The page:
It is always a different read that speaks on pull and push - one has to stop and the other to start.

>"I don't think that I would want to go to too large buttons, I like to be able to detect the edges with my finger tips. It is just the increased pressure in the centre if they are too domed that is the problem".

Re: I may sympathize with that partly - I actually prefer the dead flat metal or bone 5mm old kind of buttons to most later domed tops, particularly spherically domed ones which I really hate…
It is a personal matter but like I said for all other devices than our concertinas you find much wider and more comfortable profiles…same when people are asked in inquiries ..strange…


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Subject: RE: Concertina weight - why bother?
From: Alan Day
Date: 16 Dec 08 - 12:19 PM

No Guran you thought you were wrong once, but you were actually right!

Hallo Steve,I tried to play the Duet as it was, but the more I practised the more it started to effect my Anglo playing,so I had to make a decision one system or the other and stayed with the Anglo.The two tunes I was playing on the Duet arranged by Iris Bishop I decided to try and play on the Anglo.My efforts are on Utube "A sin to tell a lie" and "A Nightingale sang in Berkely Square".The Duet was not played for about a year and I decided to convert it.As it was in old concert pitch and requiring very little conversion to Bp/F I changed it to Anglo.As very little alterations were done to the reeds it is possible to convert it back to a Duet,but it is now played regularly,the key being ideal for some songs and hymns.The trombonist who joined me to play them sadly died of cancer,but I still play it but solo.
I would not recommend converting these instruments to anyone, unless you know what you are doing ,it was not an easy job and certainly used up my experiences of tuning and concertina repair work.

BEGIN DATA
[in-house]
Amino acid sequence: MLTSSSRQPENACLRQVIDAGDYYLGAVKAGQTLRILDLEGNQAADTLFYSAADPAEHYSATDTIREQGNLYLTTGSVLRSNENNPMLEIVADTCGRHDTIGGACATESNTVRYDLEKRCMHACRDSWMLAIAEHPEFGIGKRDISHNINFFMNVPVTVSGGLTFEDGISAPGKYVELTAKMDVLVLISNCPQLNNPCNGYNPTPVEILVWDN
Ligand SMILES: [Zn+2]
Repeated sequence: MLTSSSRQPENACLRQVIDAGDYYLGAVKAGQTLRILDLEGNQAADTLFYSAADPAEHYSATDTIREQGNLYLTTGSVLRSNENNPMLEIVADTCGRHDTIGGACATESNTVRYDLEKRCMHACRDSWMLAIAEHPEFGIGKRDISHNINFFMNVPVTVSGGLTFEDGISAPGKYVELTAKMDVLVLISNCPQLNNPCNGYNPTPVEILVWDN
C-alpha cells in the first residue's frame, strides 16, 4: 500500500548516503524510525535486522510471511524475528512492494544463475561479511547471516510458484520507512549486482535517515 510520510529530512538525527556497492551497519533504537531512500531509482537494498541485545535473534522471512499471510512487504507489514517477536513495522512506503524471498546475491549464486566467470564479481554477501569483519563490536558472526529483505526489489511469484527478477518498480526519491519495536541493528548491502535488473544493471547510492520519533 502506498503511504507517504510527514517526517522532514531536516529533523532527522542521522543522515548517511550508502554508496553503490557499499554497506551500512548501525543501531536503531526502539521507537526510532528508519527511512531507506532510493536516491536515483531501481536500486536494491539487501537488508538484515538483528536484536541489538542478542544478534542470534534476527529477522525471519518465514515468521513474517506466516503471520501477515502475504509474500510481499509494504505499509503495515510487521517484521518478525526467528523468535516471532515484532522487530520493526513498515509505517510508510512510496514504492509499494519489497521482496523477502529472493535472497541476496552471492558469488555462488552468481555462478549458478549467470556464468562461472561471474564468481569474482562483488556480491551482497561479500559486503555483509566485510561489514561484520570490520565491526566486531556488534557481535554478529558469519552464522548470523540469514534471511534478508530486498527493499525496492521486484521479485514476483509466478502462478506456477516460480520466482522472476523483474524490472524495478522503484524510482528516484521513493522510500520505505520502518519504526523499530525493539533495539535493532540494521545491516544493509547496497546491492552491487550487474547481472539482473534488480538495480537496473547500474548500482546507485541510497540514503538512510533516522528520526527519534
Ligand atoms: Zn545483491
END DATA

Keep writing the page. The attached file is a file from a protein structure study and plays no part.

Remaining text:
Al


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Subject: RE: Concertina weight - why bother?
From: Steve Gardham
Date: 16 Dec 08 - 12:47 PM

Hi Alan,
Yes I agree about too much tinkering. Changing the pitch of a reed always weakens the reed to some degree. Luckily when I rejigged my big anglo I had plenty of spare reeds and I carefully designed the new layout to avoid moving reeds of too different sizes. Although the A row and the D row are in strange places I have got used to them and can switch from one to the other effortlessly now, even in the tunes that have key changes like Jenny Lind and Jig o' slurs. The 2+ octaves I have in D are at the lower end of the scale. I also use all four keys for song accompaniment.

Where are you based?
Steve


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Subject: RE: Concertina weight - why bother?
From: Guran
Date: 10 Dec 09 - 12:37 PM

The weight matter comes up repetatedly and has popped up again on:
http://www.concertina.net/forums/index.php?showtopic=10430

This concern certainly is understandable some way since a (too) quick thought naturally will make the question motivated and of course it can not be denied that at extremes the weight has got importance for playing facilities BUT within the ranges when people mostly are comparing the instrument weights the significance thereof is neglictable.
Since new readers may have popped up as well I can't control myself from repeating some answers again ...:-)